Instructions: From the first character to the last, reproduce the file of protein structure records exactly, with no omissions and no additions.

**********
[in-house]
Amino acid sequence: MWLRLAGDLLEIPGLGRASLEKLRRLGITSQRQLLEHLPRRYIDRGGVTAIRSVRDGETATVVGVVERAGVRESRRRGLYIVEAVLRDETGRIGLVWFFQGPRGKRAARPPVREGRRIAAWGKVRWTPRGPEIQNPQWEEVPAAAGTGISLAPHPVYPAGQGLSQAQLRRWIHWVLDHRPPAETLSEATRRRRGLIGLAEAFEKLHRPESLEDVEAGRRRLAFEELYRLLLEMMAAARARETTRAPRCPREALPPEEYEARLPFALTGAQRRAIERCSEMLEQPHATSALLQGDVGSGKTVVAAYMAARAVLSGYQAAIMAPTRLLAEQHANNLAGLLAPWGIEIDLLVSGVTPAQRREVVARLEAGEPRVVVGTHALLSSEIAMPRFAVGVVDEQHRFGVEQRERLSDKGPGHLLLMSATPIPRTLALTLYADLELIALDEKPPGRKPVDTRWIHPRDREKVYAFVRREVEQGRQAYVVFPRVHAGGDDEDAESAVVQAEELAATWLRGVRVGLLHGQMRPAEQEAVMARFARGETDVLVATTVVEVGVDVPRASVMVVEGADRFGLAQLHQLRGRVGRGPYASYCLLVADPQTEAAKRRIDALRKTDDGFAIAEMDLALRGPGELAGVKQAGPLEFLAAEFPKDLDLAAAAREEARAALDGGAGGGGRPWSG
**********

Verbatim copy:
[in-house]
Amino acid sequence: MWLRLAGDLLEIPGLGRASLEKLRRLGITSQRQLLEHLPRRYIDRGGVTAIRSVRDGETATVVGVVERAGVRESRRRGLYIVEAVLRDETGRIGLVWFFQGPRGKRAARPPVREGRRIAAWGKVRWTPRGPEIQNPQWEEVPAAAGTGISLAPHPVYPAGQGLSQAQLRRWIHWVLDHRPPAETLSEATRRRRGLIGLAEAFEKLHRPESLEDVEAGRRRLAFEELYRLLLEMMAAARARETTRAPRCPREALPPEEYEARLPFALTGAQRRAIERCSEMLEQPHATSALLQGDVGSGKTVVAAYMAARAVLSGYQAAIMAPTRLLAEQHANNLAGLLAPWGIEIDLLVSGVTPAQRREVVARLEAGEPRVVVGTHALLSSEIAMPRFAVGVVDEQHRFGVEQRERLSDKGPGHLLLMSATPIPRTLALTLYADLELIALDEKPPGRKPVDTRWIHPRDREKVYAFVRREVEQGRQAYVVFPRVHAGGDDEDAESAVVQAEELAATWLRGVRVGLLHGQMRPAEQEAVMARFARGETDVLVATTVVEVGVDVPRASVMVVEGADRFGLAQLHQLRGRVGRGPYASYCLLVADPQTEAAKRRIDALRKTDDGFAIAEMDLALRGPGELAGVKQAGPLEFLAAEFPKDLDLAAAAREEARAALDGGAGGGGRPWSG